Statistics from Altmetric.com
If you wish to reuse any or all of this article please use the link below which will take you to the Copyright Clearance Center’s RightsLink service. You will be able to get a quick price and instant permission to reuse the content in many different ways.
A 67-year-old woman with a history of ischaemic cardiomyopathy and chronic kidney disease presented to the hospital with worsening anasarca and shortness of breath for a few weeks’ duration. She was tachypnoeic and hypoxic, requiring oxygen supplementation. Chest radiography revealed significant bilateral pleural effusion and right middle lobe atelectasis (figure 1). She was diagnosed with acute decompensated heart failure and received intravenous furosemide. Despite adequate diuresis, there was no significant improvement of the pleural effusion. The patient continued to be hypoxic and dyspnoeic. An ultrasound (US) revealed a large right-sided pleural effusion without any complexity. Thoracentesis was performed, and 1400 cm3 of straw-coloured fluid was drained. The pleural fluid analysis is shown in table 1. The pleural fluid analysis was consistent with lymphocyte predominant transudative pleural effusion.
The patient had chest discomfort throughout the procedure. After fluid removal, air was aspirated into the negative suction bottle. The postprocedure chest X-ray is shown in figure 2A revealing a basilar pneumothorax. Serial chest X-rays were performed at 4 and 12-hour intervals after procedure and are shown in figure 2B,C, showing reaccumulation of the pleural fluid.
Initially, the patient was diagnosed with iatrogenic pneumothorax; however, the evolution of subsequent chest X-rays is consistent with the diagnosis of pneumothorax ex vacuo and non-expandable lung (NEL).1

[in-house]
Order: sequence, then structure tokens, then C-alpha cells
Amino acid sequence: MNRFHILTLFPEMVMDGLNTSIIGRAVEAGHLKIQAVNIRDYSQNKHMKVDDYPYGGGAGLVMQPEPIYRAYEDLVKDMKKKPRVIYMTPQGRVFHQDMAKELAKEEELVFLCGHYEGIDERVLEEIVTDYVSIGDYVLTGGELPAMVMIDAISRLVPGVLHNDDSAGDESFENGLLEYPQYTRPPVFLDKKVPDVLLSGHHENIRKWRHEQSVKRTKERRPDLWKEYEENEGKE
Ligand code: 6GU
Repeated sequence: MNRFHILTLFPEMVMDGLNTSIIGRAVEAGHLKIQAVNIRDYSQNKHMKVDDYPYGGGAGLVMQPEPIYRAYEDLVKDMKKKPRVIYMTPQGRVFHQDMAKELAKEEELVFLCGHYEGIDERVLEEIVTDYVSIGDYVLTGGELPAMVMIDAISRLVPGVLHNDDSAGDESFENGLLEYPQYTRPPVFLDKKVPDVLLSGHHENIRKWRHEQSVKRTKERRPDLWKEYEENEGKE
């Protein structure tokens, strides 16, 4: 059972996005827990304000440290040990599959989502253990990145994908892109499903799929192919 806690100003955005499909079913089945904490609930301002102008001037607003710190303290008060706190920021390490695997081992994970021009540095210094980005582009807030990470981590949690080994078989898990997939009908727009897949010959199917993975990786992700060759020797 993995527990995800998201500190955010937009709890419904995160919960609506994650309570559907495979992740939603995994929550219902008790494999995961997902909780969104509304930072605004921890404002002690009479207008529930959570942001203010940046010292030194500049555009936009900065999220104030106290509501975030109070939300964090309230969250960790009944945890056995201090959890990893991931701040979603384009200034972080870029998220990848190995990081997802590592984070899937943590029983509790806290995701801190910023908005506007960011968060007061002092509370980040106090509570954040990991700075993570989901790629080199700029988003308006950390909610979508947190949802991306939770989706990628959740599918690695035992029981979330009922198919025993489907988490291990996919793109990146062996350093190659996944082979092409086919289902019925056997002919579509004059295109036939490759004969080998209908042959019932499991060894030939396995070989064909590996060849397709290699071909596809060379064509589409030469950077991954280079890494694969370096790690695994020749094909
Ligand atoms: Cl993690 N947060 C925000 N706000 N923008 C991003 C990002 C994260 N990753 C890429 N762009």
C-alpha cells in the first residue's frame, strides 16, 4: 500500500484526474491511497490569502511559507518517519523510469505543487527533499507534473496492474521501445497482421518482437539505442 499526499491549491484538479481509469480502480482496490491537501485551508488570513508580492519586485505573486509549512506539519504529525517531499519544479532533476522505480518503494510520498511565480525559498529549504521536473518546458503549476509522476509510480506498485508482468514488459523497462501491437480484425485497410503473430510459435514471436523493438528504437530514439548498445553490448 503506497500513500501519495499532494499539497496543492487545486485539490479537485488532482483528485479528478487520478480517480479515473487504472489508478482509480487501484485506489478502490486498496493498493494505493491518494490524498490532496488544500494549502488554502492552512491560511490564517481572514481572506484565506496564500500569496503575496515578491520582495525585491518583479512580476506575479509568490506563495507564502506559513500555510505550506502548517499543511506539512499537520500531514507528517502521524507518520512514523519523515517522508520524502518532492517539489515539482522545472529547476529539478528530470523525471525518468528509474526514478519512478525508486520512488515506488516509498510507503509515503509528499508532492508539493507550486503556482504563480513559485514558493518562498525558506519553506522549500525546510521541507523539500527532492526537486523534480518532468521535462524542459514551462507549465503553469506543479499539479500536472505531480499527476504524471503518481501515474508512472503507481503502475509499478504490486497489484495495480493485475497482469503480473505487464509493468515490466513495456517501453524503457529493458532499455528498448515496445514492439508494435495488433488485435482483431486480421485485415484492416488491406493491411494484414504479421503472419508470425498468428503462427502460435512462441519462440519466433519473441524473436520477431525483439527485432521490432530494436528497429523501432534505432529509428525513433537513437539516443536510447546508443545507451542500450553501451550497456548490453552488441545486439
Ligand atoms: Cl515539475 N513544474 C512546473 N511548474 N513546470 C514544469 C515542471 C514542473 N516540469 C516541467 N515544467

NEL is defined as the inability of the lung to expand to the chest wall allowing for the apposition of the visceral and parietal pleura at the end of pleural drainage.2 There are many causes for NEL and can be subdivided into airway, lung and pleural aetiologies.2 The pleural aetiologies can be separated into lung entrapment and trapped lung.3 Both lung entrapment and trapped lung are associated with the development of pleural effusion; however, the pathophysiology of these two conditions is different. Lung entrapment occurs in the setting of an active pleuropulmonary process, such as pneumonia, pleurisy or pleural malignancy. The inflammation restricts the lung from expanding. The pleural effusion associated with lung entrapment is exudative in nature. In case of trapped lung, a thick fibrous peel over the visceral pleura prevents pleural expansion and development of NEL. In most cases, trapped lung develops in patients resulting from lung entrapment in the past. As their inflammation resolves, the effusion in trapped lung results in a transudative or protein-discordant exudative effusion. The differential cell count should show a lymphocytic predominance.4 The use of pleural manometry can further support the diagnosis of NEL. NEL physiology is associated with low pleural compliance or high pleural elastance. A pleural elastance (change in pleural pressure divided by pleural fluid removed) greater than 14.5 cm of H2O/L is considered diagnostic of trapped lung.1 In the absence of pleural manometry, several radiological findings can provide a clue towards a diagnosis of trapped lung. These include pleural thickening, pleural effusion with ipsilateral mediastinal shift and/or volume loss, and development of post-thoracentesis basilar pneumothorax.4 In addition, vague mediastinal pain during pleural fluid drainage can also hint at the underlying physiology.5 Our patient developed vague chest pain during the procedure and post-thoracentesis pneumothorax that was more conspicuous in the basilar area. Performance of air-contrast CT scans may have helped in the identification of a likely thickened visceral pleura.4 The use of bedside US for evaluation of the pleural space has revolutionised modern medicine. US is a non-invasive and relatively inexpensive technique that can reliably identify pleural space pathology and guide clinicians in the appropriate management of malignant and non-malignant pleural diseases.6 Additionally, the US might assist in prognostication by predicting the possibility of NEL even before performing pleural drainage, especially in patients with malignant pleural effusion.7 Researchers have used the motion mode ultrasonography to assess the degree of lung movement due to heartbeats during a breath-hold manoeuvre and found that NEL was associated with reduced lung movement compared with lungs that expanded fully following pleural drainage. They also assessed ‘lung deformation’ by speckle tracking function of the echocardiography and concluded that NEL was associated with less deformation. Interestingly, the combination of ‘lung movement’ and ‘lung deformation’ measurements provided a better sensitivity than pleural manometry. This evolving technique needs further research and maybe extremely valuable for the management of NEL as pleural manometry is often cumbersome.